Forging Ahead, Falling Behind
Chapter 4: Economic and Financial Policy in a Changing International Environment: The Origins and Course of the Bubble Economy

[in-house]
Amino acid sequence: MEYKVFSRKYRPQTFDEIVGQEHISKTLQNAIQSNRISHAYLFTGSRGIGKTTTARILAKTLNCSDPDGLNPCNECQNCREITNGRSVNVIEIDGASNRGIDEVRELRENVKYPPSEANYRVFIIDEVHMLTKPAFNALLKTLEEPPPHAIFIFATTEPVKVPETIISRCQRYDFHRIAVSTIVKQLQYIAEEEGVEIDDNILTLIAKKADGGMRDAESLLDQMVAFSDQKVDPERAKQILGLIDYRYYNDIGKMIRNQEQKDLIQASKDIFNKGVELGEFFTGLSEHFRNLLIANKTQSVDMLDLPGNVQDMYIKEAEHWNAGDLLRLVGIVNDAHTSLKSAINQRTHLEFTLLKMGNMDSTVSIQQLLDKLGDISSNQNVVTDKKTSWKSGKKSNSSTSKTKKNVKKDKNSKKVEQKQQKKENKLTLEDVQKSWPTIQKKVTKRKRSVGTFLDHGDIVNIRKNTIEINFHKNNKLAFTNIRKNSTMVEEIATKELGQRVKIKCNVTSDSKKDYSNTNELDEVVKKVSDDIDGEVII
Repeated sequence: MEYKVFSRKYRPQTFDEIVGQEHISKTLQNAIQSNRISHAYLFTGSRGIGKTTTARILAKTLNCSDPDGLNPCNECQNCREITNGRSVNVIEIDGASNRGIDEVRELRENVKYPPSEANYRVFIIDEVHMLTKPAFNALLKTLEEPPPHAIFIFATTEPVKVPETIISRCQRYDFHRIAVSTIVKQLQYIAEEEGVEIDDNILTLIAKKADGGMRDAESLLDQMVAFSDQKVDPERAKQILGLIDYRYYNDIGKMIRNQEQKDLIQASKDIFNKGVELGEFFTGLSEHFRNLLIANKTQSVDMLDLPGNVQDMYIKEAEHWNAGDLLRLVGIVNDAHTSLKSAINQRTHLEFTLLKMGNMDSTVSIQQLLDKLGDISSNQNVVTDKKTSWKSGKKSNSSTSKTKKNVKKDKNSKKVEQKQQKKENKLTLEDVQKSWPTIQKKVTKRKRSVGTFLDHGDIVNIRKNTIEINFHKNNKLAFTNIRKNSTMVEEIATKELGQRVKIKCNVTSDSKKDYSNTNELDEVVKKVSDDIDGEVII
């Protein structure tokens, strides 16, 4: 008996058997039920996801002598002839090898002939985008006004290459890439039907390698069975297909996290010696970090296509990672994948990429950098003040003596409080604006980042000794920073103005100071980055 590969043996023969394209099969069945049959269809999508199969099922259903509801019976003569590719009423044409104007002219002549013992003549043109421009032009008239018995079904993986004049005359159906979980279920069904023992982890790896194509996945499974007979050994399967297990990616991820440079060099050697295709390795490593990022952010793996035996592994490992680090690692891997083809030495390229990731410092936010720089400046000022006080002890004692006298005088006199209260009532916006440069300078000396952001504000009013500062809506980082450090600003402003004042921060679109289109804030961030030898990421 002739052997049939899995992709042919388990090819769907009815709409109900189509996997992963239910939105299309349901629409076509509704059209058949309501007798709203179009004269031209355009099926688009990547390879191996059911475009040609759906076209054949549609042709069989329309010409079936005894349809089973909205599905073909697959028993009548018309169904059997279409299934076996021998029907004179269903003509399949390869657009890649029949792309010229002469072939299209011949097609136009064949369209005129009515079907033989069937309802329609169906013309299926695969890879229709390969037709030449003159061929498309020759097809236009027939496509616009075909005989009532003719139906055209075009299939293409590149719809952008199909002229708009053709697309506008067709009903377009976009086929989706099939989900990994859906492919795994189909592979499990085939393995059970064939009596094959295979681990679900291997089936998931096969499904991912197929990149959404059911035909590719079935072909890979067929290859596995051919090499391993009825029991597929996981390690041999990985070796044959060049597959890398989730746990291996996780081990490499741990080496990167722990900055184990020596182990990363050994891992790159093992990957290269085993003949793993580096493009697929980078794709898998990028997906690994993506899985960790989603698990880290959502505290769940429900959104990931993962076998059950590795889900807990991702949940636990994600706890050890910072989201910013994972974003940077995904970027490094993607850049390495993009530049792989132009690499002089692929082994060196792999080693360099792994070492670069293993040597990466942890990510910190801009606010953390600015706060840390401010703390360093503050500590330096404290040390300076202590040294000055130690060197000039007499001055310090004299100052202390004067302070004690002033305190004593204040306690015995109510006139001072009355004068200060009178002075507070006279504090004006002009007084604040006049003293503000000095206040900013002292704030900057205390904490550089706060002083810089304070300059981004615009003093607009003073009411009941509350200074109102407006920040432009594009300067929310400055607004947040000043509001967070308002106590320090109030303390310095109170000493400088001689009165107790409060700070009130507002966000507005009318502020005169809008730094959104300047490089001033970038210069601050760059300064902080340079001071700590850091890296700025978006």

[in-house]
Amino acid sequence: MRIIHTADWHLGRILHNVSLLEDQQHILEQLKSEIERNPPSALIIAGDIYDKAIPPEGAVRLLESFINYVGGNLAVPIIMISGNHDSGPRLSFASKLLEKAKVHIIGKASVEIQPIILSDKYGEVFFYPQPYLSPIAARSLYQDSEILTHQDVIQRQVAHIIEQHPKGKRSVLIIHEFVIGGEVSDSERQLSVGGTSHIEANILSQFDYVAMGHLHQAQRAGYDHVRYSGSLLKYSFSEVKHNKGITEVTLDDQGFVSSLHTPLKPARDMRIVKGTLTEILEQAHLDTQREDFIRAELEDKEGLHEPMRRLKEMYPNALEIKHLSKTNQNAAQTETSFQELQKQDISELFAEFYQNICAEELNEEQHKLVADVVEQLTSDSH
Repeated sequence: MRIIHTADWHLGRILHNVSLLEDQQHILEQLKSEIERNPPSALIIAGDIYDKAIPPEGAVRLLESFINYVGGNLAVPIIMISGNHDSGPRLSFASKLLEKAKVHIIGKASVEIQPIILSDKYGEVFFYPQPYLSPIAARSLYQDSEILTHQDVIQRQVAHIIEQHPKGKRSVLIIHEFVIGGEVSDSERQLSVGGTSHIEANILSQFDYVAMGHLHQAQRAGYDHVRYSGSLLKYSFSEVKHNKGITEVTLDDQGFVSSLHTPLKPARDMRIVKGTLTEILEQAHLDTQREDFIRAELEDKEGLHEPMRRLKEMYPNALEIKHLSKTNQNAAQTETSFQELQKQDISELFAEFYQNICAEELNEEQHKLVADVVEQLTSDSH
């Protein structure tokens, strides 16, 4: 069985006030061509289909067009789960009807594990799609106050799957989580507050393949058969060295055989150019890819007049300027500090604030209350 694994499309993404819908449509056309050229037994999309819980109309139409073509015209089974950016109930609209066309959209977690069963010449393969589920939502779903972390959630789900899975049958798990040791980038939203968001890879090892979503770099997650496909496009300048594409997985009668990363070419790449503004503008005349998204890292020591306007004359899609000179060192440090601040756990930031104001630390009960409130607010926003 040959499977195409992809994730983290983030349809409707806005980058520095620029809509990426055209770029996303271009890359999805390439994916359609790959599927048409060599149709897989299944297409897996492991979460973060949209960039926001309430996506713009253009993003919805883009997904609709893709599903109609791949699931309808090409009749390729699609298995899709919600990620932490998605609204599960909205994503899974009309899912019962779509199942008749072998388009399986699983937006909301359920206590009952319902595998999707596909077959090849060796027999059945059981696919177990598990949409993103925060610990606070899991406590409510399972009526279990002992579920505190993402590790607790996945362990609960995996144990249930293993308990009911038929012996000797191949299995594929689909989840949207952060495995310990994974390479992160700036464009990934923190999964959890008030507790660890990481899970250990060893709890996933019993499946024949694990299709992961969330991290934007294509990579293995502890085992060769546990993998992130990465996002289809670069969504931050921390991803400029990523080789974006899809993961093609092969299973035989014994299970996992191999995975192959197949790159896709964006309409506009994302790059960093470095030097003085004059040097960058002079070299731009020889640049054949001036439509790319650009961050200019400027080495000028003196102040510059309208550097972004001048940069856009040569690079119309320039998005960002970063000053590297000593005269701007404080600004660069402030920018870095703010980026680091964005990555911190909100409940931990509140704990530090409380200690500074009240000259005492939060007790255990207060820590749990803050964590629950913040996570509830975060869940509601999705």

JOBNAME: Garside PAGE: 1 SESS: 10 OUTPUT: Wed Jun 27 12:09:56 2012 4. Economic and ﬁnancial policy in a changing international environment: the origins and course of the bubble economy Given the remarkable and relatively swift transformation in Japan’s competitive and trading position within the industrialized world from the 1960s and the underlying rationale of its post-war political economy, to which we have just drawn attention, it is understandable that the country’s elite remained wedded to forms of economic management and relational ties that had spurred and sustained catch-up growth. Japan’s experience in the early 1970s indicates that the country was capable of adapting to changing international circumstance without undermining its particular comparative advantages. However, experience from the 1980s onwards severly tested that capacity. To appreciate fully the drastic turnaround in Japan’s economic and especially ﬁnancial condition – from heady speculative fever during the mid-to-late 1980s to prolonged deﬂationary recession and stagnation during the ensuing decade – it is necessary to trace the country’s policy responses to two major facets of ongoing globalization, one stemming from adjustments to the exchange rate and the other from the effects of ﬁnancial deregulation. Trade Surpluses and the Yen During the high-growth period, as we have noted, Japan had ruthlessly and deliberately fostered competitive manufacturing for export and restricted imports. In this it was driven by interlocking monetary and industrial policies. The banking system, under pressure to lend, had ﬁnanced productive capacity beyond immediate concerns of proﬁtability; export vitality was therefore vital...
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